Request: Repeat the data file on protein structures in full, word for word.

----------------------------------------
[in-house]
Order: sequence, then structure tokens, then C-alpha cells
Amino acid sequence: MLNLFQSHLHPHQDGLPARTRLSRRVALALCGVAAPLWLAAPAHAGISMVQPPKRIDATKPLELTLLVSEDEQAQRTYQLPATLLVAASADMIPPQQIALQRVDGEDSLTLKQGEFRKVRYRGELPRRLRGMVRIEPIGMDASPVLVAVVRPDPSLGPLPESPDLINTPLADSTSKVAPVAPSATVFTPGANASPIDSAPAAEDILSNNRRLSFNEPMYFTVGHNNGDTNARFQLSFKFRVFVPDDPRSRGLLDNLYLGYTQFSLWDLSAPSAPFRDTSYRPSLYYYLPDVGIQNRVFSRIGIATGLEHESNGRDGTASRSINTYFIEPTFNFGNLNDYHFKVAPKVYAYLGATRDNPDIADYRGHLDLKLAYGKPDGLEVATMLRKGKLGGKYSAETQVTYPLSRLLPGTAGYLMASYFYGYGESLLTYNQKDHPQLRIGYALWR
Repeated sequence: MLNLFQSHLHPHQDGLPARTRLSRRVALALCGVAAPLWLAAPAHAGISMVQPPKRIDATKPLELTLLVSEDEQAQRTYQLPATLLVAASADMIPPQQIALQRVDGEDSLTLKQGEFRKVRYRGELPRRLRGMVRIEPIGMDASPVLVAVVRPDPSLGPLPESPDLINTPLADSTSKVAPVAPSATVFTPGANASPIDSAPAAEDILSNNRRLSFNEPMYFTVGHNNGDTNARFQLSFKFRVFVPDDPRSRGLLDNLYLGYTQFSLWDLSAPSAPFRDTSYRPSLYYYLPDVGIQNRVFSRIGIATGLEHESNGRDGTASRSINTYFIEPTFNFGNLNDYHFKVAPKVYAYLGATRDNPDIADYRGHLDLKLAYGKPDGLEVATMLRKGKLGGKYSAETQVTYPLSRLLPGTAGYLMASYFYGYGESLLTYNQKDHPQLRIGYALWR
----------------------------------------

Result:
[in-house]
Order: sequence, then structure tokens, then C-alpha cells
Amino acid sequence: MLNLFQSHLHPHQDGLPARTRLSRRVALALCGVAAPLWLAAPAHAGISMVQPPKRIDATKPLELTLLVSEDEQAQRTYQLPATLLVAASADMIPPQQIALQRVDGEDSLTLKQGEFRKVRYRGELPRRLRGMVRIEPIGMDASPVLVAVVRPDPSLGPLPESPDLINTPLADSTSKVAPVAPSATVFTPGANASPIDSAPAAEDILSNNRRLSFNEPMYFTVGHNNGDTNARFQLSFKFRVFVPDDPRSRGLLDNLYLGYTQFSLWDLSAPSAPFRDTSYRPSLYYYLPDVGIQNRVFSRIGIATGLEHESNGRDGTASRSINTYFIEPTFNFGNLNDYHFKVAPKVYAYLGATRDNPDIADYRGHLDLKLAYGKPDGLEVATMLRKGKLGGKYSAETQVTYPLSRLLPGTAGYLMASYFYGYGESLLTYNQKDHPQLRIGYALWR
Repeated sequence: MLNLFQSHLHPHQDGLPARTRLSRRVALALCGVAAPLWLAAPAHAGISMVQPPKRIDATKPLELTLLVSEDEQAQRTYQLPATLLVAASADMIPPQQIALQRVDGEDSLTLKQGEFRKVRYRGELPRRLRGMVRIEPIGMDASPVLVAVVRPDPSLGPLPESPDLINTPLADSTSKVAPVAPSATVFTPGANASPIDSAPAAEDILSNNRRLSFNEPMYFTVGHNNGDTNARFQLSFKFRVFVPDDPRSRGLLDNLYLGYTQFSLWDLSAPSAPFRDTSYRPSLYYYLPDVGIQNRVFSRIGIATGLEHESNGRDGTASRSINTYFIEPTFNFGNLNDYHFKVAPKVYAYLGATRDNPDIADYRGHLDLKLAYGKPDGLEVATMLRKGKLGGKYSAETQVTYPLSRLLPGTAGYLMASYFYGYGESLLTYNQKDHPQLRIGYALWR